You don’t have to bake this bread to reap the benefits of flaxseed, you can buy ground flaxseed and sprinkle it over porridge, yoghurt, fruit salads, soups etc.

Sunflower seeds are a fantastic source of vitamin E, copper and vitamin B1, vitamin B6 and folate. Pumpkin seeds are a good source of magnesium, manganese, protein, zinc and healthy fats.

Serving suggestion:

For a delicious and nutritious breakfast (also FODMAPs friendly), try 1 slice of flaxseed bread with organic peanut butter and sliced banana, served alongside a bowl of fresh berries, dairy-free natural yoghurt and toasted almonds/seeds.

For a healthy snack or brunch, you can have poached egg on the bread with dairy free spread or butter served alongside a fresh salad.

Happy baking / eating!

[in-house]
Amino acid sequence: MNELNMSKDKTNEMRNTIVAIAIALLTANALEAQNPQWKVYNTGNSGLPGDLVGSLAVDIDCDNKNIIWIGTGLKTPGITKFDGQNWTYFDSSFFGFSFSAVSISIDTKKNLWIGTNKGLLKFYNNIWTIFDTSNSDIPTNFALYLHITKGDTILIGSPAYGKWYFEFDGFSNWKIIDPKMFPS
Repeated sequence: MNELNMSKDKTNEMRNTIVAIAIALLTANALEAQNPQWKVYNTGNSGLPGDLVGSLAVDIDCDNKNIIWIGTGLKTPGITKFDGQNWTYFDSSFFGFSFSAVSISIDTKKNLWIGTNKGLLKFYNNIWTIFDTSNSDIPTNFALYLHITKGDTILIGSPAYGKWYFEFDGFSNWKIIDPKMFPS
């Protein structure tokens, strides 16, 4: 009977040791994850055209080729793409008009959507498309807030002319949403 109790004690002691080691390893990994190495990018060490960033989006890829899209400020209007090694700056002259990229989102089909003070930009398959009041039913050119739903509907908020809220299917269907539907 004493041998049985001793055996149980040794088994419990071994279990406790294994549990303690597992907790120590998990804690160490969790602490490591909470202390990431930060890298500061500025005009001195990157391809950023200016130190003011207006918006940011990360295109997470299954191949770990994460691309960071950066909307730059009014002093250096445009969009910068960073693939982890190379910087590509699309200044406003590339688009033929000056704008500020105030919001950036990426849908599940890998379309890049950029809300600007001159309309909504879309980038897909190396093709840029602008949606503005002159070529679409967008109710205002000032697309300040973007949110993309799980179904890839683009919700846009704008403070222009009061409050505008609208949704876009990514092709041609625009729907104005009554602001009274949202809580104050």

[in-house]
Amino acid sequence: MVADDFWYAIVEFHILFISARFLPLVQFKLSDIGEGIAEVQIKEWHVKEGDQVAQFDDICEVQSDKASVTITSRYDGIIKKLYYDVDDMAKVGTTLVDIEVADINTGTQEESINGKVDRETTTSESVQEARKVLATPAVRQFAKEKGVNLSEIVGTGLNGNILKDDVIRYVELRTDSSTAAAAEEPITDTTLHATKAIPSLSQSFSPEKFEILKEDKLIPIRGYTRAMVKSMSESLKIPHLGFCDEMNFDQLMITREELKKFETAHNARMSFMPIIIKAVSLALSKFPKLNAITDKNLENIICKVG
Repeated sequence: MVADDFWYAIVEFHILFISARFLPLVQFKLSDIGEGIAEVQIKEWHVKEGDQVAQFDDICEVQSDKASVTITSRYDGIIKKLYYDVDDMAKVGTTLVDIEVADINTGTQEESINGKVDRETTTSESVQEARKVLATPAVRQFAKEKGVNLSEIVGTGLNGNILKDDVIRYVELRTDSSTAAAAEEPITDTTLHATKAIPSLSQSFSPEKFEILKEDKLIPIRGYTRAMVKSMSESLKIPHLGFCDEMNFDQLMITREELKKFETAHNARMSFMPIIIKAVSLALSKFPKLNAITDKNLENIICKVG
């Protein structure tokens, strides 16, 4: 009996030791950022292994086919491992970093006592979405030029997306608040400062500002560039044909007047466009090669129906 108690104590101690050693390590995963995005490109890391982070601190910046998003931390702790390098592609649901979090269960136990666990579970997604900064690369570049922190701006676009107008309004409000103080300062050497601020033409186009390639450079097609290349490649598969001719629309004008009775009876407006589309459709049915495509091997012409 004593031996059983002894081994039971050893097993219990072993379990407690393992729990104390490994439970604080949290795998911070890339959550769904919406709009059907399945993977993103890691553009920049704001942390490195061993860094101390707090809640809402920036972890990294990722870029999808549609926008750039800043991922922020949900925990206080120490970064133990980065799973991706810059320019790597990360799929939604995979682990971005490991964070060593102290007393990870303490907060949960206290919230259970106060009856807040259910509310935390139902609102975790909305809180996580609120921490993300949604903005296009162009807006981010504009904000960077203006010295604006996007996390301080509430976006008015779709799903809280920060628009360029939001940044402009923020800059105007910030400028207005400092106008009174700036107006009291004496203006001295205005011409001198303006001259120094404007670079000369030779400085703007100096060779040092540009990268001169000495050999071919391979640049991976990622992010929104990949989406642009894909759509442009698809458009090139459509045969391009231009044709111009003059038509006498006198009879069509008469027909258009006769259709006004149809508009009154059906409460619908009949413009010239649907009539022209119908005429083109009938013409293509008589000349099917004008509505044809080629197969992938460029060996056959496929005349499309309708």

Leek and Potato Soup

Simple, healthy gluten free vegetarian soup. As pictured, you can take it anywhere in a flask, even for a picnic in the snow!

You will need:

  • Decent slab of butter (or olive oil if making it vegan)
  • 1 sliced onion
  • 2 medium sized potatoes peeled and chopped small
  • 4 sliced leeks
  • Veg stock (around 2 pints, I use bouillon or you can use any GF stock cube)
  • Ground rock salt and black pepper

Fry up the onions in your heated oil or butter, add the potatoes and leeks. Stir and cook for around 4 mins until everything is starting to get softer. Then add the veg stock, bring to the boil, add salt & pepper and simmer until the veggies are cooked. Whizz it all up and it’s ready to eat, or be put in a flask for later!

Enjoy 🙂

Houmous recipe!


Made this delicious batch of houmous, here’s the rough quantities to make a big batch for dipping (it made triple what’s photographed)